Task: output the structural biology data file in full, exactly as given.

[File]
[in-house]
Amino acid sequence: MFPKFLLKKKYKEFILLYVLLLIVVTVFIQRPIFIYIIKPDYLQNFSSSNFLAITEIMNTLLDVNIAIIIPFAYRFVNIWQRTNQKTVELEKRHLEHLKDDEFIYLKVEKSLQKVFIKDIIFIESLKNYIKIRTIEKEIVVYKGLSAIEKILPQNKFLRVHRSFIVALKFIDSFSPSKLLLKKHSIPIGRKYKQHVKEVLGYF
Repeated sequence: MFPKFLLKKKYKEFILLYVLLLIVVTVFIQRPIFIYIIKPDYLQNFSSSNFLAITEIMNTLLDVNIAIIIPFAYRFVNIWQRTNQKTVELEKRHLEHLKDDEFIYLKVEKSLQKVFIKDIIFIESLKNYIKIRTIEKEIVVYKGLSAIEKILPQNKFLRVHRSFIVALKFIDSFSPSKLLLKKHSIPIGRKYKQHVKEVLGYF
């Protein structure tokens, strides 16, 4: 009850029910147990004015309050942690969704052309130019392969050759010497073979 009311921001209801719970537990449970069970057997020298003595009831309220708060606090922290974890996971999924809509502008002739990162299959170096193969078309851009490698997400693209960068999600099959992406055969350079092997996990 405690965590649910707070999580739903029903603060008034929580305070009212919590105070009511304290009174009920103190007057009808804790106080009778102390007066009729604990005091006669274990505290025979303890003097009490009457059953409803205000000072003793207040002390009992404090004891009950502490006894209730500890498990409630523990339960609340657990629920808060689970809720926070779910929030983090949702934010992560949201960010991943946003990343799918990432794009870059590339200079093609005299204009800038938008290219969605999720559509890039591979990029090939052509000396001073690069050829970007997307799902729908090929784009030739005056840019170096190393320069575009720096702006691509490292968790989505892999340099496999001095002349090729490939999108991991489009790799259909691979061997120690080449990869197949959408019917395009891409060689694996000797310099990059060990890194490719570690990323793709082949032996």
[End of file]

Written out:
[in-house]
Amino acid sequence: MFPKFLLKKKYKEFILLYVLLLIVVTVFIQRPIFIYIIKPDYLQNFSSSNFLAITEIMNTLLDVNIAIIIPFAYRFVNIWQRTNQKTVELEKRHLEHLKDDEFIYLKVEKSLQKVFIKDIIFIESLKNYIKIRTIEKEIVVYKGLSAIEKILPQNKFLRVHRSFIVALKFIDSFSPSKLLLKKHSIPIGRKYKQHVKEVLGYF
Repeated sequence: MFPKFLLKKKYKEFILLYVLLLIVVTVFIQRPIFIYIIKPDYLQNFSSSNFLAITEIMNTLLDVNIAIIIPFAYRFVNIWQRTNQKTVELEKRHLEHLKDDEFIYLKVEKSLQKVFIKDIIFIESLKNYIKIRTIEKEIVVYKGLSAIEKILPQNKFLRVHRSFIVALKFIDSFSPSKLLLKKHSIPIGRKYKQHVKEVLGYF
């Protein structure tokens, strides 16, 4: 009850029910147990004015309050942690969704052309130019392969050759010497073979 009311921001209801719970537990449970069970057997020298003595009831309220708060606090922290974890996971999924809509502008002739990162299959170096193969078309851009490698997400693209960068999600099959992406055969350079092997996990 405690965590649910707070999580739903029903603060008034929580305070009212919590105070009511304290009174009920103190007057009808804790106080009778102390007066009729604990005091006669274990505290025979303890003097009490009457059953409803205000000072003793207040002390009992404090004891009950502490006894209730500890498990409630523990339960609340657990629920808060689970809720926070779910929030983090949702934010992560949201960010991943946003990343799918990432794009870059590339200079093609005299204009800038938008290219969605999720559509890039591979990029090939052509000396001073690069050829970007997307799902729908090929784009030739005056840019170096190393320069575009720096702006691509490292968790989505892999340099496999001095002349090729490939999108991991489009790799259909691979061997120690080449990869197949959408019917395009891409060689694996000797310099990059060990890194490719570690990323793709082949032996």